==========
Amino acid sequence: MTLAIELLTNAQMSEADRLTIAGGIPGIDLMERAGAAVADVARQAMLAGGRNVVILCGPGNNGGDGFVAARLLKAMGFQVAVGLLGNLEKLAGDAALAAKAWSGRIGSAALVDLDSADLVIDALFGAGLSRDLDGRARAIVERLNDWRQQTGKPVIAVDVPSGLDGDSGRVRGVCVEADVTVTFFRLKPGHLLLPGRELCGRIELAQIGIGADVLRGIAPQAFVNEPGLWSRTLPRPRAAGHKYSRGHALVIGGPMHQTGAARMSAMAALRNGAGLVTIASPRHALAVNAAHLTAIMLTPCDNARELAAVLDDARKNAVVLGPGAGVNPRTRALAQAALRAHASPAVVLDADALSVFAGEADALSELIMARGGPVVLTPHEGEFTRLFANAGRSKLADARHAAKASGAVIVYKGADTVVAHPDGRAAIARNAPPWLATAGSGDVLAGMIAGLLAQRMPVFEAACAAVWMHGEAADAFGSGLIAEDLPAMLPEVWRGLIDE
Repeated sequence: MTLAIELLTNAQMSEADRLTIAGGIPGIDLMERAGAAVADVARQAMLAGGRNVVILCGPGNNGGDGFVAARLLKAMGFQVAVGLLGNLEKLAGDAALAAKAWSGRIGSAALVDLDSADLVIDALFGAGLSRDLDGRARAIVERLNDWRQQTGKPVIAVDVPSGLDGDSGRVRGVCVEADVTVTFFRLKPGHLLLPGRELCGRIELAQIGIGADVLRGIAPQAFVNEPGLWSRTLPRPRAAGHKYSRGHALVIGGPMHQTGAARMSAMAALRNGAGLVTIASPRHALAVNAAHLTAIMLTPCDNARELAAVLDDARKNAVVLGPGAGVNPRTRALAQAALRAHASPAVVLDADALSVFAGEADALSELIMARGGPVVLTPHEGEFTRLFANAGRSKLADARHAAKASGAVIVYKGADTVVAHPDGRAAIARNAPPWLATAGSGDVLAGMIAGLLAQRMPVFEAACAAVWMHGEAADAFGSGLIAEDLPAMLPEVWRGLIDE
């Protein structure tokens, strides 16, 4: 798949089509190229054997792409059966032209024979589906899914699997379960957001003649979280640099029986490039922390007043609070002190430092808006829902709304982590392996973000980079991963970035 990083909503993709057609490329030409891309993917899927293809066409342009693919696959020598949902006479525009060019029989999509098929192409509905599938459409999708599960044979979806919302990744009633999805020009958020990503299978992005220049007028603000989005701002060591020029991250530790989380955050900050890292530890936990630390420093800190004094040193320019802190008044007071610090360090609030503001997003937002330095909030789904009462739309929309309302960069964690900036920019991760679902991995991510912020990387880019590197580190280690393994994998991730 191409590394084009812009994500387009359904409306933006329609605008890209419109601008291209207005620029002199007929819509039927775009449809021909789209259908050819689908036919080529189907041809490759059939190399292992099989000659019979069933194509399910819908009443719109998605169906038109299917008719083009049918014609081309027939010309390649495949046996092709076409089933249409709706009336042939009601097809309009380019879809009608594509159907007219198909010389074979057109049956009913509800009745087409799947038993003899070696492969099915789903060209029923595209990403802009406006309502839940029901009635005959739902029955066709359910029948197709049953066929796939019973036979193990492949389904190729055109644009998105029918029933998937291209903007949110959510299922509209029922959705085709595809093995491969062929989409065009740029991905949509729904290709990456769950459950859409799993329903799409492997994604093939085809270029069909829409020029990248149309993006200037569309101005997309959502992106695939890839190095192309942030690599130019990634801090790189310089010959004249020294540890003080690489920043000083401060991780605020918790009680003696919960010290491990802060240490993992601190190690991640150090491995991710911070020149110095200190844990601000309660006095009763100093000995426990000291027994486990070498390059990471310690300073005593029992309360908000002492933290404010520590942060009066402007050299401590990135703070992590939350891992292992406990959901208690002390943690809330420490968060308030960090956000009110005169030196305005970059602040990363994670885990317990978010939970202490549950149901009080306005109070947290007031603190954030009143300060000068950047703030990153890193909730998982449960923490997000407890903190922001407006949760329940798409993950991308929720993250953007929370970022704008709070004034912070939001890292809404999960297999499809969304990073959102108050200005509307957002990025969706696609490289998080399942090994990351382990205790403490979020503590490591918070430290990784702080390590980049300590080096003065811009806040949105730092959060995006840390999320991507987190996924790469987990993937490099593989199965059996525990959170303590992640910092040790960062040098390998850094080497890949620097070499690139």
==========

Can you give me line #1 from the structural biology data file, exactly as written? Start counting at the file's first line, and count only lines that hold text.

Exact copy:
Amino acid sequence: MTLAIELLTNAQMSEADRLTIAGGIPGIDLMERAGAAVADVARQAMLAGGRNVVILCGPGNNGGDGFVAARLLKAMGFQVAVGLLGNLEKLAGDAALAAKAWSGRIGSAALVDLDSADLVIDALFGAGLSRDLDGRARAIVERLNDWRQQTGKPVIAVDVPSGLDGDSGRVRGVCVEADVTVTFFRLKPGHLLLPGRELCGRIELAQIGIGADVLRGIAPQAFVNEPGLWSRTLPRPRAAGHKYSRGHALVIGGPMHQTGAARMSAMAALRNGAGLVTIASPRHALAVNAAHLTAIMLTPCDNARELAAVLDDARKNAVVLGPGAGVNPRTRALAQAALRAHASPAVVLDADALSVFAGEADALSELIMARGGPVVLTPHEGEFTRLFANAGRSKLADARHAAKASGAVIVYKGADTVVAHPDGRAAIARNAPPWLATAGSGDVLAGMIAGLLAQRMPVFEAACAAVWMHGEAADAFGSGLIAEDLPAMLPEVWRGLIDE